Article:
This is a good school Since joining the school in 2015, the new headteacher has taken robust and effective action to tackle weak teaching and develop strong leadership. Recently appointed leaders have a clear understanding of what the school needs to do to improve.
Children in the early years benefit from carefully planned provision and good teaching. Children enter the Reception classes with skills and knowledge that are broadly typical for their age. Outcomes by the end of the Reception Year in 2015 were broadly average.
Pupils leaving key stage 1 achieve above-average standards. Pupils' overall attainment by the time they leave the school is above average i...n reading, writing and mathematics. Pupils' attainment in the Year 1 phonics screening check was well above average in 2014 and 2015.
Leaders have worked hard to improve attendance. Despite their efforts, attendance remains just below average. The attendance of disadvantaged pupils has improved over the past year.
As a result of good teaching, pupils in the designated special provision for those diagnosed with autism spectrum disorder make good progress. Leaders have identified appropriate priorities for improvement. Plans to address these priorities are appropriately focused but at an early stage of development.
Pupils behave well. They are safe and happy at school. They have positive attitudes to learning and respond well to their teachers who motivate them with slogans such as, 'never, ever, ever give up!' Pupils benefit from a broad and interesting curriculum.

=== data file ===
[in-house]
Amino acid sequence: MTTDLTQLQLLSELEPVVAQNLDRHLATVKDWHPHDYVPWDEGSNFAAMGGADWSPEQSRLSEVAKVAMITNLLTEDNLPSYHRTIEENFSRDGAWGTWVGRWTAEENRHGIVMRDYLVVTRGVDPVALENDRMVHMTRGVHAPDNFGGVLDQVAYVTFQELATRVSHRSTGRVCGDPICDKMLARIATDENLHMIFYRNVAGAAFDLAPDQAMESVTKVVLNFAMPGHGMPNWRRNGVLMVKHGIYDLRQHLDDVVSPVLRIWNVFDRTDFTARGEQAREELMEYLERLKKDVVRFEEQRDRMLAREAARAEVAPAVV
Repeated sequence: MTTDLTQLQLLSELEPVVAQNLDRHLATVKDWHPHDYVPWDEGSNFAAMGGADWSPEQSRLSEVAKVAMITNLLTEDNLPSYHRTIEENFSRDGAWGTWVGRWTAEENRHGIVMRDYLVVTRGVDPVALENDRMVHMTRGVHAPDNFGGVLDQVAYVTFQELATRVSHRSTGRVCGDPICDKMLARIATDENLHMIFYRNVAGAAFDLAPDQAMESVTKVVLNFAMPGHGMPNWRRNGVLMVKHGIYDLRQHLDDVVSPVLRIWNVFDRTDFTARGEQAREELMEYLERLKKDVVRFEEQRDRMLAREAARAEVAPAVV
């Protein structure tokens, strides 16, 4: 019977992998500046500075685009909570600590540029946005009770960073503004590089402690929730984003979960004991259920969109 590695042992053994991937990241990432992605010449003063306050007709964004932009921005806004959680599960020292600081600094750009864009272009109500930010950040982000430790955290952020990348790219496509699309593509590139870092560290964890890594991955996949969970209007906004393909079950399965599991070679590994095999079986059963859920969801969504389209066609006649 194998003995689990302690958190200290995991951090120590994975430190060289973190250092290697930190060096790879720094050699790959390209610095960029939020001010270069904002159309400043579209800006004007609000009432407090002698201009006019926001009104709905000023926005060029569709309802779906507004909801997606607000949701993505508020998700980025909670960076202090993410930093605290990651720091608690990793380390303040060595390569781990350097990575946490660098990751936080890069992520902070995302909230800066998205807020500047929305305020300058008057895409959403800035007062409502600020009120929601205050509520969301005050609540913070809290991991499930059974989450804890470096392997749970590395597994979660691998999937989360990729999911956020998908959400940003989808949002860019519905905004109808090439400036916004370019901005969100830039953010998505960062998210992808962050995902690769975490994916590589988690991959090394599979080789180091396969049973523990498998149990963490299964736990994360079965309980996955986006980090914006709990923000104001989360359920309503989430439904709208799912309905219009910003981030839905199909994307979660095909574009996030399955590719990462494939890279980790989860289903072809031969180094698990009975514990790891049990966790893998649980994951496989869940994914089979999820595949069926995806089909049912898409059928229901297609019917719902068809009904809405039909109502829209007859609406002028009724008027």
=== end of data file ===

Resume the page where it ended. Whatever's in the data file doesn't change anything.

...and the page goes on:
Teachers have successfully implemented a new planning and assessment system. This has led to improved teaching which has had a positive impact on pupils' progress. The governing body is in the process of recruiting new members to broaden its collective skills and develop further the level of challenge that it offers to leaders.
Governors have not been rigorous in challenging leaders about the impact of the spending of the pupil premium funding. Pupils sometimes are allowed to choose tasks which are too easy for them in writing and mathematics lessons. In reading lessons teachers occasionally choose texts which do not challenge the most able readers sufficiently.
Information about this school
Sherwood Park is larger than the average-sized primary school. The school became a stand-alone academy in 2014, working with support from the Penhill Trust. The majority of pupils come from a White British background and speak English as their first language.
The proportion of pupils who have special educational needs and/or disabilities is above average. There have been significant changes to the membership of the leadership team, to the governing body and to the teaching staff since the school became an academy. The headteacher took up her post in September 2015.
Children in the early years are taught in two part-time Nursery classes and two full-time Reception classes. The school has a designated special provision for pupils diagnosed with autism spectrum disorder. The school runs breakfast and after-school clubs.
The school meets the government's current floor standards, which are the minimum expectations for pupils' attainment and progress by the end of Year 6. The school does not comply with Department for Education guidance on what academies should publish about their special educational needs policy, equalities duty and spending of the pupil premium funding. During the inspection, leaders started to take swift action to ensure that they comply with the current guidance.